In the long term, the use of encapsulation devices is not very elegant and doesn’t address the underlying problem. IMHO, the key would seem to be to identify the epitopes responsible for recognition of the beta cells by the immune system. If you could do this, you could use CRISPR/Cas9 gene editing to either delete the determinant, or if the protein is essential for cell function, modify the epitope responsible.
I agree that the long long term solution would be to manipulate the underlying genes responsible for the attacks in the first place and/or reprogram the beta cells so that they’re not recognized by the immune system as invaders.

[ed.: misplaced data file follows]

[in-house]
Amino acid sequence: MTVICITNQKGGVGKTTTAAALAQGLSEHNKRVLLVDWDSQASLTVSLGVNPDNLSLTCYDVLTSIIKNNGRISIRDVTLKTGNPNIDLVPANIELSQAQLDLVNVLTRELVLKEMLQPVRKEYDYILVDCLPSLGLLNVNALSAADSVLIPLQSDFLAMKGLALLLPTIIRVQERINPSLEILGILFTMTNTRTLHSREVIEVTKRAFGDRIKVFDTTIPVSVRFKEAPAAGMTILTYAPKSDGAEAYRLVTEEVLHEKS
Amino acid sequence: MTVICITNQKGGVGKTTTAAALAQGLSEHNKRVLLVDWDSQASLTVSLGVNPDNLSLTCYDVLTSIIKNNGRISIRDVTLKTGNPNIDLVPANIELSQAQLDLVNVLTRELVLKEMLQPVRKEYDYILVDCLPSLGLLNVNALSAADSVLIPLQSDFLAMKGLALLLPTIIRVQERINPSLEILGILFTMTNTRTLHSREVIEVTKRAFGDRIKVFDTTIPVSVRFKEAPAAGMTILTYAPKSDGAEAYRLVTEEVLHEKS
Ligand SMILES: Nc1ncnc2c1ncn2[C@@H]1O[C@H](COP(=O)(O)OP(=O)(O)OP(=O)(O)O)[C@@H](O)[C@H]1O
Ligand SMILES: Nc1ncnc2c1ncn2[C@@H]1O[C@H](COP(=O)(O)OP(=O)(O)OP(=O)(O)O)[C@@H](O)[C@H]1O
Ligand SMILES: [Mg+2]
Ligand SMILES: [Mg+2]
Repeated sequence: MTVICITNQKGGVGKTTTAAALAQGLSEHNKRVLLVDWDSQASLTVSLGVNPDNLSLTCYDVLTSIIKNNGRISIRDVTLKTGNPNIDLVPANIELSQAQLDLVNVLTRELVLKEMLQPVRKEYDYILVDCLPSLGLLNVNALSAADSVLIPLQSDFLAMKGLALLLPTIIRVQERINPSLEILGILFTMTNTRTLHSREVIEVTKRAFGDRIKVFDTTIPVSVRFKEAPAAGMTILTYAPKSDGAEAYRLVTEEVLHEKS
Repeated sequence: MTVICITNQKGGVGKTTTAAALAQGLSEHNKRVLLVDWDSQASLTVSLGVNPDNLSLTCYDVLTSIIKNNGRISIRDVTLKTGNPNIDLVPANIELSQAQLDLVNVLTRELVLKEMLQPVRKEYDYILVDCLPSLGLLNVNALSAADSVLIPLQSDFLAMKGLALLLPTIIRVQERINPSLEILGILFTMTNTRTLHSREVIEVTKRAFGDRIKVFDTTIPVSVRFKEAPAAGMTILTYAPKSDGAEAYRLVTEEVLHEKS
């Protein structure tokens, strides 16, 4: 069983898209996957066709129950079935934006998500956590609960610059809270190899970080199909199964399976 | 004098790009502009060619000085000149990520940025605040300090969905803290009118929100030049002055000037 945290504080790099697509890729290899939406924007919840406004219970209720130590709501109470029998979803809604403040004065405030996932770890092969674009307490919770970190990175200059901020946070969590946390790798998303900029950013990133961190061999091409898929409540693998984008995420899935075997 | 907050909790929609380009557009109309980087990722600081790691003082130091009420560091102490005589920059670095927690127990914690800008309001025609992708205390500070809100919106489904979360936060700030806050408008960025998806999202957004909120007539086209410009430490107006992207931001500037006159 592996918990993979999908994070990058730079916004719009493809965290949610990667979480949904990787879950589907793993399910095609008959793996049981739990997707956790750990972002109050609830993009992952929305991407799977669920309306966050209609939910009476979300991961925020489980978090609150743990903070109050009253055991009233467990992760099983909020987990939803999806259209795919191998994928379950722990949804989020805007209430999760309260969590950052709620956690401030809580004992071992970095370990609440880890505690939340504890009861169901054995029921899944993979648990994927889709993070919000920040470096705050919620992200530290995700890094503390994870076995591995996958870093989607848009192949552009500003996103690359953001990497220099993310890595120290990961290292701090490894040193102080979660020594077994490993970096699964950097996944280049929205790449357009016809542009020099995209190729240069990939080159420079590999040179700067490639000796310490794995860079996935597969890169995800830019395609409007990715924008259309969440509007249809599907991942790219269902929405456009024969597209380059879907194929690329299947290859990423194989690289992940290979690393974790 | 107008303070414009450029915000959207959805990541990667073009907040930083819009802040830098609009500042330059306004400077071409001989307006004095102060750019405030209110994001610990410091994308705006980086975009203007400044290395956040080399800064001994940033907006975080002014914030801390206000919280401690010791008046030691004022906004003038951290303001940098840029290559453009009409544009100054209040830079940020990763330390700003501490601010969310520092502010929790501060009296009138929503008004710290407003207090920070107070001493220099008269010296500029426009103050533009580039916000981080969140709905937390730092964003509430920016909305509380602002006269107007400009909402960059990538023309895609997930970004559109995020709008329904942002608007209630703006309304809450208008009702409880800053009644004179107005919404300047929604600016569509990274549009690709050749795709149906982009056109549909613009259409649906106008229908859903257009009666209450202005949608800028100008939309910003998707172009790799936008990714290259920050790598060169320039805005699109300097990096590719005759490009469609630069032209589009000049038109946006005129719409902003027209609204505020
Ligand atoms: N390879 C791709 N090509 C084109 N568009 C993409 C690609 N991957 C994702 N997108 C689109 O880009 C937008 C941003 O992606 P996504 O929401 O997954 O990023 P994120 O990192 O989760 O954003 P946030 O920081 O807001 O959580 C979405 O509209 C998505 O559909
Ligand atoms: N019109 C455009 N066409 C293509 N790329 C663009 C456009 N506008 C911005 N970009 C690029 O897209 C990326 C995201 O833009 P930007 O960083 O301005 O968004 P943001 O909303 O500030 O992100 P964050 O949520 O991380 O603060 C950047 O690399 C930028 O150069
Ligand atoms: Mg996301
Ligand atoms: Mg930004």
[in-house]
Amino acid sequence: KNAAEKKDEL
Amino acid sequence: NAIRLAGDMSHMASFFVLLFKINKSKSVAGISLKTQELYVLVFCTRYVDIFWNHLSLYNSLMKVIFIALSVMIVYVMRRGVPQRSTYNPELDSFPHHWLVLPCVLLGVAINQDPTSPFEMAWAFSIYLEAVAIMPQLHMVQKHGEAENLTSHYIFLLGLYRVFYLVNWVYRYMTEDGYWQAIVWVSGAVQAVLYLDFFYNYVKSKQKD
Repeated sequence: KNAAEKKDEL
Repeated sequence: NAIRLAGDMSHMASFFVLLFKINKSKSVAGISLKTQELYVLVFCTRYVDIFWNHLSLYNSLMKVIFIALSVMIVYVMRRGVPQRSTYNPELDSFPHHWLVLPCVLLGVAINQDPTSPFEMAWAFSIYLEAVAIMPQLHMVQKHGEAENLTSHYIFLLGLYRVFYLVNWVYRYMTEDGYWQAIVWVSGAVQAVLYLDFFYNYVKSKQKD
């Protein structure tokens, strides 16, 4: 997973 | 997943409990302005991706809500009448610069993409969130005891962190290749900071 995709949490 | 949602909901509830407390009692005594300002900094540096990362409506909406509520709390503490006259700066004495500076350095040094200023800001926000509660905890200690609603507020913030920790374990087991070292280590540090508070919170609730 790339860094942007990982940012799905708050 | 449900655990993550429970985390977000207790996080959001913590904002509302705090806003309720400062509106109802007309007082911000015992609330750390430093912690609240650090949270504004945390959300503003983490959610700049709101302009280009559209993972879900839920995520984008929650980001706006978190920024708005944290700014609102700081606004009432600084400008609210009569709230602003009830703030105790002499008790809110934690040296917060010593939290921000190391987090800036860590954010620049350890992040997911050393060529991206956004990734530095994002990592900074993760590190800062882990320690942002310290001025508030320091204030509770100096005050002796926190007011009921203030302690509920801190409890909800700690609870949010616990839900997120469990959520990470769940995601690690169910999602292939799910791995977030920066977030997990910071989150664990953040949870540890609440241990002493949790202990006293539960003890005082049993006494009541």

While there may be limitations to Viacyte’s product, one of the more promising aspects of the product is that it could be mass-produced. If we were to use the approach you described (taking cells from one’s own body), such a process would be so expensive that it would never be covered by insurance (or at least not for a very long time).
To be fair… the “ban” on stem cell research was almost entirely a political slogan. What actually took place was a limitation in federal funding for stem cell research that created and harvested human embryos for research.
Without getting too far off in the weeds-- during this time frame stem cell research still expanded exponentially, with the proponents of such “ban” citing that there are no shortage of stem cells to study without the destruction of embryos/ fetus. Without taking sides on the politics (because that’s not what we really do here) I would just say that the ethics and morality of technology are a subject of some interest to me.